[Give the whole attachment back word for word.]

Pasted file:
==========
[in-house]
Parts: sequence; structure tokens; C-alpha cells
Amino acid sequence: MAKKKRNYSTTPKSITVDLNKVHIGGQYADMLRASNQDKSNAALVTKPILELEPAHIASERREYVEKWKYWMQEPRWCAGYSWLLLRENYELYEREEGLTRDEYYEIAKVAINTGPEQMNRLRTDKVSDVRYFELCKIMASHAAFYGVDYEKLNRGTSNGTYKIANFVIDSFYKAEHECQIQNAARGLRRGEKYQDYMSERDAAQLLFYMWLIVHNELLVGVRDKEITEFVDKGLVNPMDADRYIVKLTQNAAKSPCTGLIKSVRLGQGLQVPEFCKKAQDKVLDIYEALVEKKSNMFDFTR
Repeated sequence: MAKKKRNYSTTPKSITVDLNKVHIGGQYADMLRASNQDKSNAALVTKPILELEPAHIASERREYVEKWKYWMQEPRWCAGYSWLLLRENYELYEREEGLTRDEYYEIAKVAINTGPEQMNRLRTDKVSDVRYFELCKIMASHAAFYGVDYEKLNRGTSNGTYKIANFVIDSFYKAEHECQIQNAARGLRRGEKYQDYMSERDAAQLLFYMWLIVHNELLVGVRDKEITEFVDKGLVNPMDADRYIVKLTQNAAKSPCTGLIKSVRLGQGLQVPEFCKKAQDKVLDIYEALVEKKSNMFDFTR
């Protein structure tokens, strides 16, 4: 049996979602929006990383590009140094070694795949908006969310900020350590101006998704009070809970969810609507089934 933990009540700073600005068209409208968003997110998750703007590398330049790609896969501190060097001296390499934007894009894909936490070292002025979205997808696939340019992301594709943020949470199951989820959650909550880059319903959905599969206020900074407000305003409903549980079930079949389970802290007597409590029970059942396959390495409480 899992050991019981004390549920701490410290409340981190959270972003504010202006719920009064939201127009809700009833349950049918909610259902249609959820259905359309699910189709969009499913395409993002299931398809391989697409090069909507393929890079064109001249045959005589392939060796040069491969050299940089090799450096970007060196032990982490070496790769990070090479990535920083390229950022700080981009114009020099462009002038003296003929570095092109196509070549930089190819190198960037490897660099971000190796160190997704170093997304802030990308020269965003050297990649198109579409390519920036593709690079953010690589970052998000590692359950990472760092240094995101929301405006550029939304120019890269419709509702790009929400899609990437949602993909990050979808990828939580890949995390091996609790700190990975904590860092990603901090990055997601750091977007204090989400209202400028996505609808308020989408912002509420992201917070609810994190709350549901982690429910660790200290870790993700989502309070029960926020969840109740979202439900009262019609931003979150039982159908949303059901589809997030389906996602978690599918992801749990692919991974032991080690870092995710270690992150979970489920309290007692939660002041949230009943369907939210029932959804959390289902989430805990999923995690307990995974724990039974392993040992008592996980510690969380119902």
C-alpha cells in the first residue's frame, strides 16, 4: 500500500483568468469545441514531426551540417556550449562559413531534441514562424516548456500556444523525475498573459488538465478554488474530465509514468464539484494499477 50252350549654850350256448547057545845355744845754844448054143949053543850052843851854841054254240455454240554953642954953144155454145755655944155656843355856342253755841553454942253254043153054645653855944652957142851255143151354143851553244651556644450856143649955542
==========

[in-house]
Parts: sequence; structure tokens; C-alpha cells
Amino acid sequence: MAKKKRNYSTTPKSITVDLNKVHIGGQYADMLRASNQDKSNAALVTKPILELEPAHIASERREYVEKWKYWMQEPRWCAGYSWLLLRENYELYEREEGLTRDEYYEIAKVAINTGPEQMNRLRTDKVSDVRYFELCKIMASHAAFYGVDYEKLNRGTSNGTYKIANFVIDSFYKAEHECQIQNAARGLRRGEKYQDYMSERDAAQLLFYMWLIVHNELLVGVRDKEITEFVDKGLVNPMDADRYIVKLTQNAAKSPCTGLIKSVRLGQGLQVPEFCKKAQDKVLDIYEALVEKKSNMFDFTR
Repeated sequence: MAKKKRNYSTTPKSITVDLNKVHIGGQYADMLRASNQDKSNAALVTKPILELEPAHIASERREYVEKWKYWMQEPRWCAGYSWLLLRENYELYEREEGLTRDEYYEIAKVAINTGPEQMNRLRTDKVSDVRYFELCKIMASHAAFYGVDYEKLNRGTSNGTYKIANFVIDSFYKAEHECQIQNAARGLRRGEKYQDYMSERDAAQLLFYMWLIVHNELLVGVRDKEITEFVDKGLVNPMDADRYIVKLTQNAAKSPCTGLIKSVRLGQGLQVPEFCKKAQDKVLDIYEALVEKKSNMFDFTR
């Protein structure tokens, strides 16, 4: 049996979602929006990383590009140094070694795949908006969310900020350590101006998704009070809970969810609507089934 933990009540700073600005068209409208968003997110998750703007590398330049790609896969501190060097001296390499934007894009894909936490070292002025979205997808696939340019992301594709943020949470199951989820959650909550880059319903959905599969206020900074407000305003409903549980079930079949389970802290007597409590029970059942396959390495409480 899992050991019981004390549920701490410290409340981190959270972003504010202006719920009064939201127009809700009833349950049918909610259902249609959820259905359309699910189709969009499913395409993002299931398809391989697409090069909507393929890079064109001249045959005589392939060796040069491969050299940089090799450096970007060196032990982490070496790769990070090479990535920083390229950022700080981009114009020099462009002038003296003929570095092109196509070549930089190819190198960037490897660099971000190796160190997704170093997304802030990308020269965003050297990649198109579409390519920036593709690079953010690589970052998000590692359950990472760092240094995101929301405006550029939304120019890269419709509702790009929400899609990437949602993909990050979808990828939580890949995390091996609790700190990975904590860092990603901090990055997601750091977007204090989400209202400028996505609808308020989408912002509420992201917070609810994190709350549901982690429910660790200290870790993700989502309070029960926020969840109740979202439900009262019609931003979150039982159908949303059901589809997030389906996602978690599918992801749990692919991974032991080690870092995710270690992150979970489920309290007692939660002041949230009943369907939210029932959804959390289902989430805990999923995690307990995974724990039974392993040992008592996980510690969380119902």
C-alpha cells in the first residue's frame, strides 16, 4: 500500500483568468469545441514531426551540417556550449562559413531534441514562424516548456500556444523525475498573459488538465478554488474530465509514468464539484494499477 50252350549654850350256448547057545845355744845754844448054143949053543850052843851854841054254240455454240554953642954953144155454145755655944155656843355856342253755841553454942253254043153054645653855944652957142851255143151354143851553244651556644450856143649955542